5.Bulletin on Rural health statistics in India. Issued by infrastructure division, Dept of Family Welfare, MOH and FW, Nirman Bhavan, New Delhi: March - 2003.  Back to cited text no. 5    
6.Dental council of India. State-wise list of registered dentists in Part A and B. Obtained under RTI act from DCI. December 2007.  Back to cited text no. 6    
7.Indian Dental Association. "Zero tooth Decay". IDA Times 2008;4:1.  Back to cited text no. 7    
8.National Oral Health Policy: Prepared by core committee, appointed by the Ministry of Health and Family Welfare, 1995.  Back to cited text no. 8    
9.Lal S, Paul D, Pankaj, Vikas, Vashisht BM. National Oral Health Care Programme (NOHCP) Implementation Strategies. Indian J Community Med 2004;29:3-10.   Back to cited text no. 9    Medknow Journal
10.Tandon S. Challenges to the Oral Health Workforce in India. J Dent Educ 2004;68:28-33.   Back to cited text no. 10  [PUBMED]  [FULLTEXT]
11.Times online. "India urged to train its quacks to solve shortage of doctors". Available from: http://www.timesonline.co.uk/tol/news/world/asia/article4036187.ece. [last accessed on 2008 May 31].  Back to cited text no. 11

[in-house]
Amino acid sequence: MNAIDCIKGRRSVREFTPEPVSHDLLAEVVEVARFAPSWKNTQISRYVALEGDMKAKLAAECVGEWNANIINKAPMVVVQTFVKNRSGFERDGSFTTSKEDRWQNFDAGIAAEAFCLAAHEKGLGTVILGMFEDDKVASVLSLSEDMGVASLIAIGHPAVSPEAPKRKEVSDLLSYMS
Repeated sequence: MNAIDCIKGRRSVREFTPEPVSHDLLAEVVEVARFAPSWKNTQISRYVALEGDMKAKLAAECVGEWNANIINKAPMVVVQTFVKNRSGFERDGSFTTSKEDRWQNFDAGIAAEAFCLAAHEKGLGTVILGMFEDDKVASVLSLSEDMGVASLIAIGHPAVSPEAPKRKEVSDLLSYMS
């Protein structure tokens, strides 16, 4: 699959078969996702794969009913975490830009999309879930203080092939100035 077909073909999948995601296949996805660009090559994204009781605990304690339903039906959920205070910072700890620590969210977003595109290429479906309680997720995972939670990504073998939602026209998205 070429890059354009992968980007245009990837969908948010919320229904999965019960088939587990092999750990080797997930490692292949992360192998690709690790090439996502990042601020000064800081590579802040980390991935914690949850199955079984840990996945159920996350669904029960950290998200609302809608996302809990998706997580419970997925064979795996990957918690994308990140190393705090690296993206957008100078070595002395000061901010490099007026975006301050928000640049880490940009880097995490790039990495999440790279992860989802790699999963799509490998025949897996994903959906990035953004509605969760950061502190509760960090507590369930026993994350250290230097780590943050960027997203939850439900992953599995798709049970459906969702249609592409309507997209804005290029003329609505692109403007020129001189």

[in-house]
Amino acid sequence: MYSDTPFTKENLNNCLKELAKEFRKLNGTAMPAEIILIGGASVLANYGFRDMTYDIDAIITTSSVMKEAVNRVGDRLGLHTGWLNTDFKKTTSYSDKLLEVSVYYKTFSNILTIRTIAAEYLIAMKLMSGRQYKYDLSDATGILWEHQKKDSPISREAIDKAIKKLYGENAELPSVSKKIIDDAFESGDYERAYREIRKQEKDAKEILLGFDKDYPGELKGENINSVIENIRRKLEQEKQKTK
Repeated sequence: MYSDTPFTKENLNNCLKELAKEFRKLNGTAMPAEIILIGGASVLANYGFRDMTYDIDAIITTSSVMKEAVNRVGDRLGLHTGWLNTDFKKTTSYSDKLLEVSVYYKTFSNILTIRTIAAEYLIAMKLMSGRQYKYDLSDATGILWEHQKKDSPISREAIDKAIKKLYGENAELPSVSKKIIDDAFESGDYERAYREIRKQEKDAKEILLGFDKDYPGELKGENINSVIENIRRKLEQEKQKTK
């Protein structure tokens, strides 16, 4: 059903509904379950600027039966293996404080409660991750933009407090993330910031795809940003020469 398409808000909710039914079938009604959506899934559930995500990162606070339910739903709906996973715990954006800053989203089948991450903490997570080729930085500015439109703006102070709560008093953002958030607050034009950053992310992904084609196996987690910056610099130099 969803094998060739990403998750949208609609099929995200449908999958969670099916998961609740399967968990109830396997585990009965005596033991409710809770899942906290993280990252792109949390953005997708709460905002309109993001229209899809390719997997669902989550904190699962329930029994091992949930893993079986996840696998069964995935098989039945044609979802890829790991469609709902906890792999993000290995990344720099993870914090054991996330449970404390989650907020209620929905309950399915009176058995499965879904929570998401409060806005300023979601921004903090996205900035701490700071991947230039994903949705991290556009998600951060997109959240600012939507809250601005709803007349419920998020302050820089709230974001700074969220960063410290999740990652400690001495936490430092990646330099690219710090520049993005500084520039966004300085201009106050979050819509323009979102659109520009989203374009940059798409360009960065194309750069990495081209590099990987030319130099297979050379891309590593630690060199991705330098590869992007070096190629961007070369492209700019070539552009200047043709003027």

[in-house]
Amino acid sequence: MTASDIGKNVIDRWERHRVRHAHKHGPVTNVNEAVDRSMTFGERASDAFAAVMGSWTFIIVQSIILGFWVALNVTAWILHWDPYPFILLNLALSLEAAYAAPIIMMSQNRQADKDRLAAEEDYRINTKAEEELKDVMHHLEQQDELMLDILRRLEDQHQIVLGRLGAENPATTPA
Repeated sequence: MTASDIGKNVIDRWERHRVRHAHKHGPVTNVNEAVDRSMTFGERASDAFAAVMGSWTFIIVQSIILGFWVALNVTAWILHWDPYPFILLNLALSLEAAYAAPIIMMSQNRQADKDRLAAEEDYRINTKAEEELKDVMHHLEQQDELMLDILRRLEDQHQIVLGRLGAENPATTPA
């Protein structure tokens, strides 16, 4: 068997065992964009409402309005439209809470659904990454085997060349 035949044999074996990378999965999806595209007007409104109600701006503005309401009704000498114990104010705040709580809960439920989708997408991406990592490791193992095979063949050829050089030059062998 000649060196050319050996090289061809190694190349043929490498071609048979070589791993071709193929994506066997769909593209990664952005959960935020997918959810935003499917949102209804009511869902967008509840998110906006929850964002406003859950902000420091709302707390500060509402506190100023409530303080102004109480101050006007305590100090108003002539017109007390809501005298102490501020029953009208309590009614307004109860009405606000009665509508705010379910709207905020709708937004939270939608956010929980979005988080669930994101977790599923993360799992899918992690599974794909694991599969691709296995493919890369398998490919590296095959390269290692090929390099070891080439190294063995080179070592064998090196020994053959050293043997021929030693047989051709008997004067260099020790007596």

12.Times News Network, "Making medicos out of quacks". Available from: http://www.healthlibrary.com/news/2005/26-31-dec05/news21.html. [last accessed on 2008 Jul 26].  Back to cited text no. 12    
13.Dunning JM. Principles of dental public health. 4th ed. Harward University Press; 1986. p. 453-4.   Back to cited text no. 13    

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Correspondence Address:
Nagarajappa Sandesh
Department of Community Dentistry, K. D. Dental College and Hospital, NH-2, Chattikara, Mathura - 281 006
India
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Source of Support: None, Conflict of Interest: None


DOI: 10.4103/0970-9290.49046